sleep

Not only has poor sleep been linked with mental health conditions such as anxiety and depression, but also decreased productivity and concentration in the workplace, find a new report released to coincide with World Sleep Day.

Information from the World Sleep Survey by Big Health, creators of the app Sleepio, reveal that the average UK employee loses 8.5 days of work a year due to poor sleep. Sickness absence and working-age ill-health, including poor sleep, currently costs the UK economy £100 billion a year, while sleeping pills alone cost the NHS nearly £50 million a year. Poor sleepers” (those who rated their sleep quality as below average) missed 14.6 days of work per year. Alarmingly, 60

It turns out that poor sleepers (those who rated their sleep quality as below average) missed 14.6 days of work per year. Alarmingly, 60 per cent of these poor sleepers don’t seek to fix the problem and did not consult their doctors about their bad sleep.

The 2,500 British participants in the World Sleep Survey stated that:

  • The top three personal impacts of poor sleep were: (i) a decline in energy levels (60 per cent), (ii) mood (48 per cent) and (iii) relationships with others (35 per cent);
  • The top three repercussions affecting their work were: (i) concentration levels (46 per cent), (ii) ability to complete work (38 per cent) and (iii) ability to stay awake during the day (27 per cent).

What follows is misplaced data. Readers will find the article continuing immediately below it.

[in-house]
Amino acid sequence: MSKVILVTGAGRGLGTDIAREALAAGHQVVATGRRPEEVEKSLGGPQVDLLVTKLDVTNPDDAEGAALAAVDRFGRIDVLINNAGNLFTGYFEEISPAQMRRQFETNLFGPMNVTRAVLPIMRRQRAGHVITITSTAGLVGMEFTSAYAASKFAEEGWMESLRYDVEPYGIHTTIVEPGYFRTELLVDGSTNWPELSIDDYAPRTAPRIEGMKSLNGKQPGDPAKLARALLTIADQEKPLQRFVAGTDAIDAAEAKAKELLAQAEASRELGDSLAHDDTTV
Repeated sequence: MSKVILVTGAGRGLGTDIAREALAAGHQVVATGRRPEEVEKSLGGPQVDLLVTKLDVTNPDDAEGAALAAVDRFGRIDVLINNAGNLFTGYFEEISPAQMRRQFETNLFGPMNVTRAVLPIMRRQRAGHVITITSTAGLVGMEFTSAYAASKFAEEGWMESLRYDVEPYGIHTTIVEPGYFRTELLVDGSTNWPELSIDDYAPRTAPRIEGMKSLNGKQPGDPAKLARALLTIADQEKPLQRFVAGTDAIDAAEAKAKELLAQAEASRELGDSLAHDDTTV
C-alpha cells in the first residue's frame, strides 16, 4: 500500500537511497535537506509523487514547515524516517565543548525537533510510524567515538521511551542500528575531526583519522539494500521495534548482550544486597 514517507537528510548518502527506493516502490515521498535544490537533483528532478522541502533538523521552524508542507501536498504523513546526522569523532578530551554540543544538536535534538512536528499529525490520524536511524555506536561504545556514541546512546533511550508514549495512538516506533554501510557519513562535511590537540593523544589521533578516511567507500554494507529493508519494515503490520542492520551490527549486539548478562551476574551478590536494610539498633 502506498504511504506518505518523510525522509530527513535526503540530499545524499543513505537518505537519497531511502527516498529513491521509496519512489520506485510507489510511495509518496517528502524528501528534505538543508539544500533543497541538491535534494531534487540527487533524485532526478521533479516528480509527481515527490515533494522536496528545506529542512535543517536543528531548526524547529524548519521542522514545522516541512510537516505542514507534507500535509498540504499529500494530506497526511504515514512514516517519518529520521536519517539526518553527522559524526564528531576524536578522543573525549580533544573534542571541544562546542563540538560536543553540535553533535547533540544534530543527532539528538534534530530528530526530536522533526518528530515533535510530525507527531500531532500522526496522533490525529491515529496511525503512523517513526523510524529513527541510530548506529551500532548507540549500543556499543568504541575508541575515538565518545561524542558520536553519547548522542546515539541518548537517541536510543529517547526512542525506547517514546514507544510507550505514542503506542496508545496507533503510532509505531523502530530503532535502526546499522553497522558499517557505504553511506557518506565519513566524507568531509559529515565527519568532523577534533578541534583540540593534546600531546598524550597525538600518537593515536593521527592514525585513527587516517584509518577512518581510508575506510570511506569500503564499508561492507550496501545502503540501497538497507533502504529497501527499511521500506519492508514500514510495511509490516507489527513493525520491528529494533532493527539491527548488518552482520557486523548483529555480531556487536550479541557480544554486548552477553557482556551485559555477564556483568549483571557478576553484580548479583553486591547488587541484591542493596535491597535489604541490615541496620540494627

Professor Colin Espie, co-founder of Big Health and professor of sleep medicine at the University of Oxford said: “Sleep is not an optional extra in life; it is a fundamental requirement. World Sleep Day is the perfect time to acknowledge the widespread effect poor sleep has on our lives. The consequences of a bad night’s rest affect us not only physically but also mentally and emotionally, seriously impacting our performance at work. Physically we will feel lethargic, mentally we become slowed down with poorer concentration and memory, and emotionally we may become irritable and rather down, with bursts of hyperactivity. In terms of daily life, no aspect of daily functioning is unaffected by sleep - least of all our jobs.”

Co-founder of Big Health and professor of sleep medicine at the University of Oxford and CEO and NHS Innovation Fellow Peter Hames said: “Poor sleep is the unspoken productivity killer in the workplace and it has been ignored for too long. Now is the time for employers to wake up to the problem of sleep - improving employee’s sleep positively impacts workplace effectiveness and general wellbeing. Big Health is working with some of the world’s leading companies to help them improve the sleep of their workforces with Sleepio, and seeing huge improvements in productivity and overall health as a result.”